Tuesday, 15 July 2014

NORFOLK! Monty's, Dott's and summer migrants

With many of our summer migrants arriving en mass now, and a few scarcer birds appearing, we, that is Mike, Jarad, Neil and me, made plans to head east in the hope of some great birding, and Norfolk, as always, lived up to its usual standards!
Our first port of call was right on the county boundary, as it is renowned for a strange and somewhat range restricted wading bird which finds the short grass of the Norfolk and Suffolk Brecklands to its liking!
We walked through one of the many Pine woodlands in the area to the hide, where we added a few birds to our day list that we may struggle with elsewhere, and a high pitched song from high up a Pine revealed itself to be a male Spotted Flycatcher.
The hide was not much further so I carried on, and it was only a short time scanning before a STONE CURLEW was in the scope. Also since the last time I was at this location, the birds were being far more co-operative, they were very mobile, running around, chasing, displaying to each other and calling. Much more enjoyable than watching a snoozy brown blob in a ditch.

For a few minutes, 3 of the birds, a pair and a single intruder started displaying and posing to each other, which was amusing to watch, but it was all talk (or should that be posturing) and no action, and after a while, the single bird crept off after being kicked off by the other birds.

One of the birds however was doing its usual sitting in a ditch, but it was still giving decent views.
 Having completed a single lap of the Wolferton Triangle, to the usual failure of seeing nothing, we carried on, with our next location being Choelsley Barns as we wanted to catch up with some farmland birds. We stopped next to a likely looking field, and it didn't take long to pick up a Grey Partridge working its way along the set aside margin. Also present were larger numbers of Red-legged Partridge.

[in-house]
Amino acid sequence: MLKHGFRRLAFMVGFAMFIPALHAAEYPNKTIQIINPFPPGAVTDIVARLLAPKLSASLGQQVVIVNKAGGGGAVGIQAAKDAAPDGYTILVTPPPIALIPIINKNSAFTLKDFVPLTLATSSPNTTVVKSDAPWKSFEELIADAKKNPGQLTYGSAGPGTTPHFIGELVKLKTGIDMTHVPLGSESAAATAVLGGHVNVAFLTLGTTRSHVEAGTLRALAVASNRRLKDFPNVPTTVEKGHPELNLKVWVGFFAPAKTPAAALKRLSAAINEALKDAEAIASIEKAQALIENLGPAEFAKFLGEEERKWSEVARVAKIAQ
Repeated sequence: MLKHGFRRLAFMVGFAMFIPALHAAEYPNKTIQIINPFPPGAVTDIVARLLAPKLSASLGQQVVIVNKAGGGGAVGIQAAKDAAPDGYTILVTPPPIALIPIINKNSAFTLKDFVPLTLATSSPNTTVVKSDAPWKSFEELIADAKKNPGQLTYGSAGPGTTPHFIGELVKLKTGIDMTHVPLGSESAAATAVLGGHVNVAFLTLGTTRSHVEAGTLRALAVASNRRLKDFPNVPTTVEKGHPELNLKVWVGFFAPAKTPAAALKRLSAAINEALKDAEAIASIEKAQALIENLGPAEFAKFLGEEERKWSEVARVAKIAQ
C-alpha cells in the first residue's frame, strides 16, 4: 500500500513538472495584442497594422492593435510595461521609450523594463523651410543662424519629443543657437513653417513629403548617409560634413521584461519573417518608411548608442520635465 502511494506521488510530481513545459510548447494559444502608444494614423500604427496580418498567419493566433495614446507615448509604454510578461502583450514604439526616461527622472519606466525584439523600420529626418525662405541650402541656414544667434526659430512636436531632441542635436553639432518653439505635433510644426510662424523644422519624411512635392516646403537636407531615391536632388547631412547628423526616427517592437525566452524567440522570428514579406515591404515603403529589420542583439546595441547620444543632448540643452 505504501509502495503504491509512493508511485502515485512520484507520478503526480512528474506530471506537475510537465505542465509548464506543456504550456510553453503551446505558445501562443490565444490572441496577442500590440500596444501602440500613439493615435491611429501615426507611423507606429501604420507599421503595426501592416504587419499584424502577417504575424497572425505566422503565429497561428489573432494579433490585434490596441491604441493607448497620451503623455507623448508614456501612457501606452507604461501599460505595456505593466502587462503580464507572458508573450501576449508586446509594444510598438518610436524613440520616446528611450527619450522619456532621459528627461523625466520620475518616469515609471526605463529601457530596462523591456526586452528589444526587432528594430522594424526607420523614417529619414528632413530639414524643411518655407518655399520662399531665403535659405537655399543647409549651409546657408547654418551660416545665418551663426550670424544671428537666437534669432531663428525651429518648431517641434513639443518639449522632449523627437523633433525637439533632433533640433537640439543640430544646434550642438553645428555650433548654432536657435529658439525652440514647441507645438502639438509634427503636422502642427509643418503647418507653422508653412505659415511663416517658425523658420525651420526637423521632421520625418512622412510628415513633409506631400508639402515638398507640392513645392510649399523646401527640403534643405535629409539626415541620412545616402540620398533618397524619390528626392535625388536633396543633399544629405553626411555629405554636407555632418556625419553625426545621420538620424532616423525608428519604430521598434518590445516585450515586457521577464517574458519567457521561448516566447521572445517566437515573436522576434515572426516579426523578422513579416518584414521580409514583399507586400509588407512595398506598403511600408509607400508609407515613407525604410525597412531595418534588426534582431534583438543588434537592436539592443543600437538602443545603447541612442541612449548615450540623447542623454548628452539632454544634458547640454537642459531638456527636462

A long staying party of DOTTEREL were still also in residence, and we made a stop at the crowd, and we had nice views of the birds as they fed in fields adjacent to the road. Varying numbers have been present during their time of residence, but we managed to count 8, including a few smart looking females. Having life ticked them earlier in the spring, it felt somewhat surreal to be watching my 2nd flock in just over as many weeks, totalling 20 birds.

We failed to find our Dove targets, but a distant singing Corn Bunting perched on overhead wires briefly, and a Yellowhammer was also singing its heart out.
It was next onto the Mecca, and a very short car journey led us to Titchwell RSPB, where we quickly made our way out onto the marshes. We had barely left the woodland before we were treated to views of 3 RED-CRESTED POCHARD as they flew past us across the track. They picked down on the pool to the west of the track where in total 6 of these stunning flame headed ducks were feeding, 4 of which were actually 'flame headed' males.
It was just before making a move to head to the beach, two small ducks flew up off of the reeds, and pitched down on the small reeded pool adjacent to the track, a pair of GARGANEY! They gave excellent views but were almost always obscured, but I managed by far the best views of Garganey I have ever managed, and the drake in particular was a rather stunning example of these delectable chocolate coloured and cream striped migrant dabblers.